This book offers an evaluation of female suicide bombers through postcolonial, Third World, feminist, and human-rights framework, drawing on case studies from conflicts in Palestine, Sri Lanka, and Chechnya, among others.
Women Suicide Bombers explores why cultural, media and political reports from various geographies present different information about and portraits of the same women suicide bombers. The majority of Western media and sovereign states engaged in wars against groups deploying bombings tend to focus on women bombers' abnormal mental conditions; their physicality-for example, their painted fingernails or their beautiful eyes; their sexualities; and the various ways in which they have been victimized by their backward Third World cultures, especially by "Islam." In contrast, propaganda produced by rebel groups deploying women bombers, cultures supporting those campaigns, and governments of those nations at war with sovereign states and Western nations tend to project women bombers as mythical heroes, in ways that supersedes the martyrdom operations of male bombers.
Many of the books published on this phenomenon have revealed interesting ways to read women bombers' subjectivities, but do not explore the phenomenon of women bombers both inside and outside of their militant activities, or against the patriarchal, Orientalist, and Western feminist cultural and theoretical frameworks that label female bombers primarily as victims of backward cultures. In contrast, this book offers a corrective lens to the existing discourse, and encourages a more balanced evaluation of women bombers in contemporary conflict.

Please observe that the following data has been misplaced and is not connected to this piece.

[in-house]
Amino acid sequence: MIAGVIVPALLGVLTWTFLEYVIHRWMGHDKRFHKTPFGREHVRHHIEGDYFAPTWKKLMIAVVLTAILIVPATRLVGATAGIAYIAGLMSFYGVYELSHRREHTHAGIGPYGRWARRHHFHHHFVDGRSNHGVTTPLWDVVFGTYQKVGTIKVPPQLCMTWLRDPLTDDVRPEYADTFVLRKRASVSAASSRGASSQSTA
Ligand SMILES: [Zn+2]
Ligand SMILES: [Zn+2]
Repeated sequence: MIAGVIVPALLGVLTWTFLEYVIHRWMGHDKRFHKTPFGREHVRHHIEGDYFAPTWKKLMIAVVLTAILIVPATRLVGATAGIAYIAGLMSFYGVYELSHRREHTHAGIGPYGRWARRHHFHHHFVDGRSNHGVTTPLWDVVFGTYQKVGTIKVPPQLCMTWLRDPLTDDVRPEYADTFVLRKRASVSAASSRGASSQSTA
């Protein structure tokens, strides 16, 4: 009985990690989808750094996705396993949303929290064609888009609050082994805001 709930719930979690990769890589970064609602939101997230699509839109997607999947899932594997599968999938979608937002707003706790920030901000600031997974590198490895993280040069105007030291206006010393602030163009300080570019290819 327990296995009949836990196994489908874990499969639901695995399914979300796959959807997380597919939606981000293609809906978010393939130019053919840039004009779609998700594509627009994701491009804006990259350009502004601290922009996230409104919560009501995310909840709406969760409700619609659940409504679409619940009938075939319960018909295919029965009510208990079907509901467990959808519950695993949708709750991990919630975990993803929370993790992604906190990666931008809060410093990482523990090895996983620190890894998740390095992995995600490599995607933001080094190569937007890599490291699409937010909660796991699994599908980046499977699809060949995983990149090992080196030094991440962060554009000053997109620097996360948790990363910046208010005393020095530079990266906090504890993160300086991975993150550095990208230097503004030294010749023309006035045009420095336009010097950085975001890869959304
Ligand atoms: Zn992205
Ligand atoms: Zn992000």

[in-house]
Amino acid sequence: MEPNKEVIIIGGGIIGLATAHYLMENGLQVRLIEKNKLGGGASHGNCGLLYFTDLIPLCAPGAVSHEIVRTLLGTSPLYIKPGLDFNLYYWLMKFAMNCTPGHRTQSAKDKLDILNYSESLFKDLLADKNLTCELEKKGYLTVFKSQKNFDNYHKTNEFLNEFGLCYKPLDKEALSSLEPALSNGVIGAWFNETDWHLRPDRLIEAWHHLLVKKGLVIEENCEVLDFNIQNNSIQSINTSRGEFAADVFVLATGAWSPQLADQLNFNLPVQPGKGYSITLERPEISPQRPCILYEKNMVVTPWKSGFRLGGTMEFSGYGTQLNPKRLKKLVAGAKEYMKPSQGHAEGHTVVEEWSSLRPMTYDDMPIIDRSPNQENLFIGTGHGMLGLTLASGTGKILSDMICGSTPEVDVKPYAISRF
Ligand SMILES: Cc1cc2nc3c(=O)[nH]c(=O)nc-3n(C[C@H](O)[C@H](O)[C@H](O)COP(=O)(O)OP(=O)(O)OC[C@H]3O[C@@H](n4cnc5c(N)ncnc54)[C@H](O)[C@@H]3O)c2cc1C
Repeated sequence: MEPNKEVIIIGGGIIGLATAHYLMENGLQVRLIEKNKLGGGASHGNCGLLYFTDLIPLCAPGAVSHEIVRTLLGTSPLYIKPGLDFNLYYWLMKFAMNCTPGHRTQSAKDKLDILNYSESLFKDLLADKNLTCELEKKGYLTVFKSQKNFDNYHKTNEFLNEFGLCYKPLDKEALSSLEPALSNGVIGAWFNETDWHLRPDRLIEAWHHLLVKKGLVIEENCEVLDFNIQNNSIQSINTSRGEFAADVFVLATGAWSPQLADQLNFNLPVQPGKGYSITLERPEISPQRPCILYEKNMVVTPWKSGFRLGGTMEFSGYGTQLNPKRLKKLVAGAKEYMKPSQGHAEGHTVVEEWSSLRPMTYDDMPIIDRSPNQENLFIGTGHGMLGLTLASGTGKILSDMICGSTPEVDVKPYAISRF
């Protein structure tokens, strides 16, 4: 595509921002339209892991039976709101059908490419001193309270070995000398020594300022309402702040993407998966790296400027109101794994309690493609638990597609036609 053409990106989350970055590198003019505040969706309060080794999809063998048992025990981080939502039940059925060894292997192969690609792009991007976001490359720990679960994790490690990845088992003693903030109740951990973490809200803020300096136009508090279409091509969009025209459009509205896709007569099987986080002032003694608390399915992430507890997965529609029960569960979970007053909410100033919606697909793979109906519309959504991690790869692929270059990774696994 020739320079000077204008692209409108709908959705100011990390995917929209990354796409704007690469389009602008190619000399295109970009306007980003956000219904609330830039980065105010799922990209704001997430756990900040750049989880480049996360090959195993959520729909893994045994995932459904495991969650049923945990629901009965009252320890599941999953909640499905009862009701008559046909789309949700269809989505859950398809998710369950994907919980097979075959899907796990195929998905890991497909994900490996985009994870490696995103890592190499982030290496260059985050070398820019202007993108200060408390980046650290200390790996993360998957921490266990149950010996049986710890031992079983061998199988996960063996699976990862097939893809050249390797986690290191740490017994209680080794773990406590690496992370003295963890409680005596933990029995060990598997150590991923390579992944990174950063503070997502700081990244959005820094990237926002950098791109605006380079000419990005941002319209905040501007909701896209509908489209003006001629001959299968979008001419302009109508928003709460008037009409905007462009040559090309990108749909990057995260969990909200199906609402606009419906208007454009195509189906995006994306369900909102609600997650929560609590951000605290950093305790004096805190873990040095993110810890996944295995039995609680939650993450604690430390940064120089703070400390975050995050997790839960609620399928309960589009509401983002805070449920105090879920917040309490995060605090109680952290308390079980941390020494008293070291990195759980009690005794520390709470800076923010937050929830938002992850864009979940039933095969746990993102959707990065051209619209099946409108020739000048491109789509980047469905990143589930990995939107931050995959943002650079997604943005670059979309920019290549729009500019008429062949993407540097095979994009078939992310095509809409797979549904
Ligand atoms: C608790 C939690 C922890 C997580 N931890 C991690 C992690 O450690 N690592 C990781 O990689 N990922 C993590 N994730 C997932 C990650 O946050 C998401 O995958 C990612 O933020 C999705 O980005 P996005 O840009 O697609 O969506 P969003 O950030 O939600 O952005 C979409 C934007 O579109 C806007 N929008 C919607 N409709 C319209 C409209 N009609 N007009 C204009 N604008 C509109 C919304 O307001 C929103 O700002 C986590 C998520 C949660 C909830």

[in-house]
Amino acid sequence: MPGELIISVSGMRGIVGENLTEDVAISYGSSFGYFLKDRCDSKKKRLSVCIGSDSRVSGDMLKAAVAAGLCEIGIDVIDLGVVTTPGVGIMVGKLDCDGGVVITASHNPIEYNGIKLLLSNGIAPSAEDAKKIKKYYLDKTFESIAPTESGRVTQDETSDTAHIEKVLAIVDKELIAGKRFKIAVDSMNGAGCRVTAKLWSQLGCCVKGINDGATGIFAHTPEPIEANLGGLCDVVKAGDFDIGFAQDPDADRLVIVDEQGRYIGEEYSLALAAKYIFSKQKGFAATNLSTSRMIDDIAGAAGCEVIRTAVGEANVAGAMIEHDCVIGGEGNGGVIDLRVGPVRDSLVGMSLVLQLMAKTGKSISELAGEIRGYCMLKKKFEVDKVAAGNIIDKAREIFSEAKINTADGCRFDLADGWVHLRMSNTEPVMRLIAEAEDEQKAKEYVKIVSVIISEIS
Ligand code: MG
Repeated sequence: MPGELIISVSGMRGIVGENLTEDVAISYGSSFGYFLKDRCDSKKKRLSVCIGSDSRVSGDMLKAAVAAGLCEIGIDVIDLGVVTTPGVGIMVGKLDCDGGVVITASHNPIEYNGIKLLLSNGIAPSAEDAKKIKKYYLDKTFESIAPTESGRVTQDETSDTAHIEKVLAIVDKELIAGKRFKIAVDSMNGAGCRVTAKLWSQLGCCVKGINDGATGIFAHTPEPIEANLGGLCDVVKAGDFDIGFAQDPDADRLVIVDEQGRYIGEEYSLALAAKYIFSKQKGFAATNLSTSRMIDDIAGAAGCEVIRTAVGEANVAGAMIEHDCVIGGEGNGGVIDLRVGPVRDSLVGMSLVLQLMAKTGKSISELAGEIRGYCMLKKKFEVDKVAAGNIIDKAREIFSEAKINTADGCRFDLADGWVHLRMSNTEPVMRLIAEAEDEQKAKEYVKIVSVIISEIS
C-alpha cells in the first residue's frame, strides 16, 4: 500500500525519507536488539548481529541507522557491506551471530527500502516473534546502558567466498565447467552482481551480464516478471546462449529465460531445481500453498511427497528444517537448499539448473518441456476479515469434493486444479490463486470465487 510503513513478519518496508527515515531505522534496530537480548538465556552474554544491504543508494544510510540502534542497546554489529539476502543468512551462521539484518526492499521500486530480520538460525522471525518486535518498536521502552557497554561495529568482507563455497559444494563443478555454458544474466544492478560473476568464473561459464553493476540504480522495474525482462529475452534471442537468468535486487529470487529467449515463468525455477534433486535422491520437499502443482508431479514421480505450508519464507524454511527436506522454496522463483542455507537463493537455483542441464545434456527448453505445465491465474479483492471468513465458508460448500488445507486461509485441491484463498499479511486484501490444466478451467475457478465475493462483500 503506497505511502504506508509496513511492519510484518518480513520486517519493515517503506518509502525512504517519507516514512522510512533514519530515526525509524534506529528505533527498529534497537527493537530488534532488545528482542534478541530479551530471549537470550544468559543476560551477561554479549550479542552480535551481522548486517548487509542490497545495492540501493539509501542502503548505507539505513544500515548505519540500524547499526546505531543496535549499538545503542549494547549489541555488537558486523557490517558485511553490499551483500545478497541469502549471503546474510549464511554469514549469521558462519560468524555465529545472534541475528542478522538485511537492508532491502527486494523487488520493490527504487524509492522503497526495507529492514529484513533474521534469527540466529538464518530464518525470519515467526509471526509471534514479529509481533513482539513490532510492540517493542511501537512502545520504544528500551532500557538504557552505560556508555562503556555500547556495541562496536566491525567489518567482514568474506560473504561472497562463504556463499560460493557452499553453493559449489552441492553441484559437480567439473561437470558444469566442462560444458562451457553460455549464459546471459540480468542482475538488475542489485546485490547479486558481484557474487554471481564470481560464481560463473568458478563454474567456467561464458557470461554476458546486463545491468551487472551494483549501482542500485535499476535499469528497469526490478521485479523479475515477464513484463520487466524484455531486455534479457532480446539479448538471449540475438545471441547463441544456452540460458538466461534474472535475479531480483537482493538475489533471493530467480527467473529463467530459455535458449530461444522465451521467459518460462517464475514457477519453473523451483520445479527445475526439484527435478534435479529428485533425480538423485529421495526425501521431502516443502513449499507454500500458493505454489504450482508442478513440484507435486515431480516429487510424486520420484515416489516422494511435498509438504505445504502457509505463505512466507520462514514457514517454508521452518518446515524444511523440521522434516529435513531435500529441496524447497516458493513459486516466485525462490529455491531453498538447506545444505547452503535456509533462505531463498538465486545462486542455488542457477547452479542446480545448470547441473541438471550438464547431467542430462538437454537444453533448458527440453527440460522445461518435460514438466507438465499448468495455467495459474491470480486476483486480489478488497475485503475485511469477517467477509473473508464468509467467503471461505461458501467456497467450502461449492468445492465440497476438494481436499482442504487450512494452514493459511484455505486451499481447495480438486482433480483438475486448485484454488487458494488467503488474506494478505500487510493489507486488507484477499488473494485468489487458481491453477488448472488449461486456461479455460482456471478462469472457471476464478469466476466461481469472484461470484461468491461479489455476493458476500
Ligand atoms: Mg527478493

This book will be of interest to students of terrorism, gender studies and security studies in general.
'This is an in-depth, original analysis of the phenomenon of women as terrorists. Rajan explores her subject in a truly interdisciplinary manner. She relies on the most recent sophisticated attempts to think about transnational feminism and feminist theory, but she also brilliantly brings to bear upon the subject a complex psychoanalytical framework which explores different stereotypes of women, such as victims, martyrs, and mother of the nation. This book will be an extremely important resource.' - Drucilla Cornell, Professor of Political Science, Women's Studies, and Comparative Literature at Rutgers University.
'A fascinating study that takes us across four continents, Women Suicide Bombers offers a refreshing perspective on disparate and controversial representations of women suicide bombers. It leads the reader through the labyrinth of the mass media, rebel communiqués and popular culture narratives and succeeds in reconstructing these women as active militants negotiating violence, instead of as pathological victims. A must read that makes in invaluable contribution to the literature on women in war, global terrorism, human rights and anti-colonial movements.'- Charlotte Bunch, Founding Director of the Center for Women’s Global Leadership and Distinguished Professor in Women’s and Gender Studies, Rutgers University
Introduction: The Phenomenon of Women Bombers 1. Mad, Suicidal, and Mentally Challenged 2. The Female Body: Sexuality, Disease, and Contagion 3. ‘The Woman Question’: Women Bombers as Victims 4. Fabricating the Female Martyr: The Palestinian Case 5. Mothers and the Nation